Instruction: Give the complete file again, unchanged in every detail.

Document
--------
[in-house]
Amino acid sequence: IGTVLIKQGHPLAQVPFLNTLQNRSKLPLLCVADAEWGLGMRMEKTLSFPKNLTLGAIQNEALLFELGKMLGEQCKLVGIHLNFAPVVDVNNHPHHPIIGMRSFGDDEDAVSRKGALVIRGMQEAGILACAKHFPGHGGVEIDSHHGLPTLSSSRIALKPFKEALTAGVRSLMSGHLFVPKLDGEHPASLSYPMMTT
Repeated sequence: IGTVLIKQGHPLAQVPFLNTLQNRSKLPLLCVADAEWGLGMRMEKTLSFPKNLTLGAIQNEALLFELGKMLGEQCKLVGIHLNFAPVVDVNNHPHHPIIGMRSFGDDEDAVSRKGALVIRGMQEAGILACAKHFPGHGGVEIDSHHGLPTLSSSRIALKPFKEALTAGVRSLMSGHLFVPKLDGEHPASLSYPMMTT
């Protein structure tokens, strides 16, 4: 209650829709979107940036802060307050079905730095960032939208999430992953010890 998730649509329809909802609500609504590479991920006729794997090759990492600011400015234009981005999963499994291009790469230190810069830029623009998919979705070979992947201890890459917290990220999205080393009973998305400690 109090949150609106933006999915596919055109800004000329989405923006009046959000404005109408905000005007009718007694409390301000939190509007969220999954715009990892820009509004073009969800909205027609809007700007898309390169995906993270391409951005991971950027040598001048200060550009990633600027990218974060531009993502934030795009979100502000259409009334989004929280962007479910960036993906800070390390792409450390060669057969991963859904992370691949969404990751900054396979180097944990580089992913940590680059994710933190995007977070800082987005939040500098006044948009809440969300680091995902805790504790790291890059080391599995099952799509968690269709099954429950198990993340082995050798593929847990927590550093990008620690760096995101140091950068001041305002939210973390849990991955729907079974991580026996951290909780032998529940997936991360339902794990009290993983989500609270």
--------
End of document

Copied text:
[in-house]
Amino acid sequence: IGTVLIKQGHPLAQVPFLNTLQNRSKLPLLCVADAEWGLGMRMEKTLSFPKNLTLGAIQNEALLFELGKMLGEQCKLVGIHLNFAPVVDVNNHPHHPIIGMRSFGDDEDAVSRKGALVIRGMQEAGILACAKHFPGHGGVEIDSHHGLPTLSSSRIALKPFKEALTAGVRSLMSGHLFVPKLDGEHPASLSYPMMTT
Repeated sequence: IGTVLIKQGHPLAQVPFLNTLQNRSKLPLLCVADAEWGLGMRMEKTLSFPKNLTLGAIQNEALLFELGKMLGEQCKLVGIHLNFAPVVDVNNHPHHPIIGMRSFGDDEDAVSRKGALVIRGMQEAGILACAKHFPGHGGVEIDSHHGLPTLSSSRIALKPFKEALTAGVRSLMSGHLFVPKLDGEHPASLSYPMMTT
């Protein structure tokens, strides 16, 4: 209650829709979107940036802060307050079905730095960032939208999430992953010890 998730649509329809909802609500609504590479991920006729794997090759990492600011400015234009981005999963499994291009790469230190810069830029623009998919979705070979992947201890890459917290990220999205080393009973998305400690 109090949150609106933006999915596919055109800004000329989405923006009046959000404005109408905000005007009718007694409390301000939190509007969220999954715009990892820009509004073009969800909205027609809007700007898309390169995906993270391409951005991971950027040598001048200060550009990633600027990218974060531009993502934030795009979100502000259409009334989004929280962007479910960036993906800070390390792409450390060669057969991963859904992370691949969404990751900054396979180097944990580089992913940590680059994710933190995007977070800082987005939040500098006044948009809440969300680091995902805790504790790291890059080391599995099952799509968690269709099954429950198990993340082995050798593929847990927590550093990008620690760096995101140091950068001041305002939210973390849990991955729907079974991580026996951290909780032998529940997936991360339902794990009290993983989500609270």